You’ve all seen the commercials, and may have friends that are using it – the contraceptive vaginal ring. It’s quickly gaining popularity in the U.S. and elsewhere, because it’s so effective AND convenient to use – just pop it in once a month and forget about it. The contraceptive vaginal ring has certainly sparked the interests of scientists working on HIV prevention, since use of a vaginal ring to deliver anti-HIV drugs would be a huge benefit in the fight against HIV, particularly for women.
Well, we’re one step closer to making that a reality: with funding from PEPFAR through USAID, researchers from the New York-based Population Council have found that a vaginal ring releasing an anti-HIV drug can prevent the transmission of SHIV in monkeys. Their findings were recently published in Science Translational Medicine. This study provides the first efficacy data on the delivery of an anti-HIV drug from a vaginal ring, and indicates strong potential for the success of such rings in women.
In their study, Council scientists examined whether vaginal rings containing a proprietary anti-HIV compound called MIV-150 could prevent the transmission of SHIV — a virus combining genes from HIV and SIV (the monkey version of HIV). Macaques received MIV-150 vaginal rings either two weeks or 24 hours before exposure to SHIV; a second group of macaques received placebo rings in the same manner. In both groups the rings were removed either immediately before or two weeks after exposure to SHIV.
It turns out that it didn’t matter whether the MIV-150 rings were inserted two weeks or 24 hours before virus exposure – only two of 17 macaques with the MIV-150 rings got infected (compared to the placebo group, in which 11 out of 16 became infected). What was interesting, though, was that the protection was lost if the MIV-150 rings were removed just prior to virus exposure: in that scenario, four of seven monkeys were infected.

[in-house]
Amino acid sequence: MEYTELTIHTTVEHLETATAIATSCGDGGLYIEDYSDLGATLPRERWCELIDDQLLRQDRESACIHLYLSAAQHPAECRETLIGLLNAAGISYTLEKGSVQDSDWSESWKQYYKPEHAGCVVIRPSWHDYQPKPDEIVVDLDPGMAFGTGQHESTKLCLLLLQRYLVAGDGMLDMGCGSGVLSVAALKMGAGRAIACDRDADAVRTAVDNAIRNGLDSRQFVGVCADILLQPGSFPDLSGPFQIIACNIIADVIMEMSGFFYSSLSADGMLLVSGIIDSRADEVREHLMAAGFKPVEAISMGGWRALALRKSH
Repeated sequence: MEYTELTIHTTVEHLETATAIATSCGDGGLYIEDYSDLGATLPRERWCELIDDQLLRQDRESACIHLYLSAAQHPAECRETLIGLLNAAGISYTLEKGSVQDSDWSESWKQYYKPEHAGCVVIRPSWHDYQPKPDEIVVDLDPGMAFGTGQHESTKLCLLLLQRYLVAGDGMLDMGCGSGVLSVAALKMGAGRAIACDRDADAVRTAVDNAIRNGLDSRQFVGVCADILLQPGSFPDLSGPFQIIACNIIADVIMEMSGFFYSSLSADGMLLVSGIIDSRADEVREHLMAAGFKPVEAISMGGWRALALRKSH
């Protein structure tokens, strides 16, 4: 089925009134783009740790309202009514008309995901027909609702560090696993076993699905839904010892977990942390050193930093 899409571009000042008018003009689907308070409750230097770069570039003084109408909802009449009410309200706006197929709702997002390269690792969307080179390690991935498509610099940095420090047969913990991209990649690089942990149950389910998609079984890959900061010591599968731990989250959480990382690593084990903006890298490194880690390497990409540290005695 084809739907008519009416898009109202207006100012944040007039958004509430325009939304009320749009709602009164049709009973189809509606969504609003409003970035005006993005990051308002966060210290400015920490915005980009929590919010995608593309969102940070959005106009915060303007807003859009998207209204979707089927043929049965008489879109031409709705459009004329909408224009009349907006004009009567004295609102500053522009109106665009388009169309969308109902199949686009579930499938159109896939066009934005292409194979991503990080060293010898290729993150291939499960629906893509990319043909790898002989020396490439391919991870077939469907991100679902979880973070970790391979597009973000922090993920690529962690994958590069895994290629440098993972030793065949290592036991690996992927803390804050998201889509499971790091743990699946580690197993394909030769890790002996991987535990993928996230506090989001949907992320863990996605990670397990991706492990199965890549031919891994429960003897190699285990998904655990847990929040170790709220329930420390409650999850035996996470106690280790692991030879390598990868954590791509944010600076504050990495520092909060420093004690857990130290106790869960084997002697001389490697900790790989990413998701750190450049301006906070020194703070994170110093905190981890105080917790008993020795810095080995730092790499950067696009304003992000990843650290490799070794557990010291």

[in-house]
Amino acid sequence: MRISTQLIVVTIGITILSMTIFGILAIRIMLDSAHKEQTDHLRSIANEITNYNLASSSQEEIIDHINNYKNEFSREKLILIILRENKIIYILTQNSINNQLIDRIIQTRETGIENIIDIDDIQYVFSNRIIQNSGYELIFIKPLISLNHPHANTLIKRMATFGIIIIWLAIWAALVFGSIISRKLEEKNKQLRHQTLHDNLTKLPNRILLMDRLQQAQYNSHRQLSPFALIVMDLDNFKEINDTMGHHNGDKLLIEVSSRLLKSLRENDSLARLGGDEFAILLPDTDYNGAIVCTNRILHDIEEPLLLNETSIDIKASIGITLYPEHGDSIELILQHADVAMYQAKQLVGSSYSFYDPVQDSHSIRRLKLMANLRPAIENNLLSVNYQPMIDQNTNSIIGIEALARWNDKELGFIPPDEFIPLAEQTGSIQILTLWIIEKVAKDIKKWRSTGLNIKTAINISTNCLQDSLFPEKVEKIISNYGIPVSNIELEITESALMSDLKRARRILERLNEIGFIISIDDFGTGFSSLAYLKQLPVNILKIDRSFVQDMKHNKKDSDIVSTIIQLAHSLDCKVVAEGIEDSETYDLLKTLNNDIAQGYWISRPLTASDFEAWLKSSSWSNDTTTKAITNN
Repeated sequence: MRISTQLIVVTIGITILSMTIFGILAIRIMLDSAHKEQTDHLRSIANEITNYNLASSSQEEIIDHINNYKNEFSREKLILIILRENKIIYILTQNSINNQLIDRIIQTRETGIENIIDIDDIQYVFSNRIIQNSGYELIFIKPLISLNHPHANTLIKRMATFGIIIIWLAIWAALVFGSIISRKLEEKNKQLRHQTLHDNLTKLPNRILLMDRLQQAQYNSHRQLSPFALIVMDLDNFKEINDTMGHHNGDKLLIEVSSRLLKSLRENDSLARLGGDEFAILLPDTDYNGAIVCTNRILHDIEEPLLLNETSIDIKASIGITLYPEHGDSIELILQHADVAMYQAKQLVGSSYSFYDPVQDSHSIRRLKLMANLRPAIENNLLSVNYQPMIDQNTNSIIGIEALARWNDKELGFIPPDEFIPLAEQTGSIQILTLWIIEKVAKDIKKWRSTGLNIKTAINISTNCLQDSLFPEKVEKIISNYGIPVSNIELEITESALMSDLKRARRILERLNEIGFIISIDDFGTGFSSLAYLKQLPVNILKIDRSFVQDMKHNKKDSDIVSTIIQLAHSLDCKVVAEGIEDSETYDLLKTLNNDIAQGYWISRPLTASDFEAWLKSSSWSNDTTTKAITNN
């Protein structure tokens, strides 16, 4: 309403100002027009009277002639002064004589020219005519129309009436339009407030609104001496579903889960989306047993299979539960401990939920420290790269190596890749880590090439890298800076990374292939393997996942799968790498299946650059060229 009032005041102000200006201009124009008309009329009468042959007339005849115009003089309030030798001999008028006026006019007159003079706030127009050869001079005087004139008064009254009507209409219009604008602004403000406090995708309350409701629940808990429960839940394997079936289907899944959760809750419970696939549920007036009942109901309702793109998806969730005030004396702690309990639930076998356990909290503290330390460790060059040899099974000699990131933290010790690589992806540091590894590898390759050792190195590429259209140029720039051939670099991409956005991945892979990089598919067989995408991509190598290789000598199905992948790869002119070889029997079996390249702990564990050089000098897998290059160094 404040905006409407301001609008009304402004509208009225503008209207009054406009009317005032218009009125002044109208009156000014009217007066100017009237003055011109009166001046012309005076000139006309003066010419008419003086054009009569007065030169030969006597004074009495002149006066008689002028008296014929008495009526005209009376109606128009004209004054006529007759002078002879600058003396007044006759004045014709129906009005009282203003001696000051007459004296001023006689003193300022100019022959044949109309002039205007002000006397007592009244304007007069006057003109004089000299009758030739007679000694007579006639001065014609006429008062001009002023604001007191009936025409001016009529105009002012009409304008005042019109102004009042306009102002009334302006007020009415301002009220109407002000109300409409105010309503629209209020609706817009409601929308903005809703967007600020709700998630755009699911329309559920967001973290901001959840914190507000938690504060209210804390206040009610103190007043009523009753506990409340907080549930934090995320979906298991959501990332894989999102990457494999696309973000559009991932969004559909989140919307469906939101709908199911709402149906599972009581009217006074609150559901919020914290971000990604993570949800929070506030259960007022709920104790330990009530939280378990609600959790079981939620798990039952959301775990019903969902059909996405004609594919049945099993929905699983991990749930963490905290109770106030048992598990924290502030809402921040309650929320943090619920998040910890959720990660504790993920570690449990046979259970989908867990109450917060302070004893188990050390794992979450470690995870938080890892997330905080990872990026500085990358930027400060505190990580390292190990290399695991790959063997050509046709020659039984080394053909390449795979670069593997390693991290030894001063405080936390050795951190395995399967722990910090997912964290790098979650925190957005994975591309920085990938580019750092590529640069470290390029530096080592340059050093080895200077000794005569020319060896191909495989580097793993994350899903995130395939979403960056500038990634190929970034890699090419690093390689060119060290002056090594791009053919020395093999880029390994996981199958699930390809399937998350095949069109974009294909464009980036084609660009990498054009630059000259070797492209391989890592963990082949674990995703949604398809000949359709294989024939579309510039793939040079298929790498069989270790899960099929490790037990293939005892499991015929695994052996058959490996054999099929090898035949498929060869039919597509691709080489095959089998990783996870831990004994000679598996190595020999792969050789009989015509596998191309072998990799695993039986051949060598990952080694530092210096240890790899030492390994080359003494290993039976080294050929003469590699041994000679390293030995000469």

This important study in monkeys provides additional scientific support for clinical trials that are already starting in southern Africa with another anti-HIV vaginal ring. This ring (releasing a drug called dapivirine) was developed by the International Partnership for Microbicides with support from USAID and a number of other donors. Further testing will take several years to complete.
What’s really exciting is that research organizations are working on vaginal rings that could deliver compounds that prevent HIV, other sexually-transmitted diseases such as HSV and HPV, and unintended pregnancy. This kind of combination prevention option especially for women, also known as “multipurpose prevention technologies,” is a new area of research spear-headed by USAID, in collaboration with other donors such as the National Institutes of Health (NIH), the U.K.’s Department for International Development (DFID), and the Bill & Melinda Gates Foundation that support research in family planning and reproductive health. Learn more about new contraceptive and multipurpose prevention technologies in our slideshow.